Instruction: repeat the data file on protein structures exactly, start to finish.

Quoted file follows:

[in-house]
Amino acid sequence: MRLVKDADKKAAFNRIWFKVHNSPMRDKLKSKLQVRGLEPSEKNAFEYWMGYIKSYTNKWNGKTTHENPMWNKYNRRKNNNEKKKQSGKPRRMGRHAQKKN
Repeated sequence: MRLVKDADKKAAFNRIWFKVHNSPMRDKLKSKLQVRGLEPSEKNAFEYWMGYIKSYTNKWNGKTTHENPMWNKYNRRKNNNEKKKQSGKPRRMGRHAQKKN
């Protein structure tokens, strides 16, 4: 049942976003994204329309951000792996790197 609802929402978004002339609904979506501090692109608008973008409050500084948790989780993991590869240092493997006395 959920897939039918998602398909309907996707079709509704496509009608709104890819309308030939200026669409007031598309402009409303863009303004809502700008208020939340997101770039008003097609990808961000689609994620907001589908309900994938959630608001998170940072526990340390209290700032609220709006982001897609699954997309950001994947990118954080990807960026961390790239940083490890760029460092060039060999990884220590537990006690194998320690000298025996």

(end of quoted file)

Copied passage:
[in-house]
Amino acid sequence: MRLVKDADKKAAFNRIWFKVHNSPMRDKLKSKLQVRGLEPSEKNAFEYWMGYIKSYTNKWNGKTTHENPMWNKYNRRKNNNEKKKQSGKPRRMGRHAQKKN
Repeated sequence: MRLVKDADKKAAFNRIWFKVHNSPMRDKLKSKLQVRGLEPSEKNAFEYWMGYIKSYTNKWNGKTTHENPMWNKYNRRKNNNEKKKQSGKPRRMGRHAQKKN
């Protein structure tokens, strides 16, 4: 049942976003994204329309951000792996790197 609802929402978004002339609904979506501090692109608008973008409050500084948790989780993991590869240092493997006395 959920897939039918998602398909309907996707079709509704496509009608709104890819309308030939200026669409007031598309402009409303863009303004809502700008208020939340997101770039008003097609990808961000689609994620907001589908309900994938959630608001998170940072526990340390209290700032609220709006982001897609699954997309950001994947990118954080990807960026961390790239940083490890760029460092060039060999990884220590537990006690194998320690000298025996």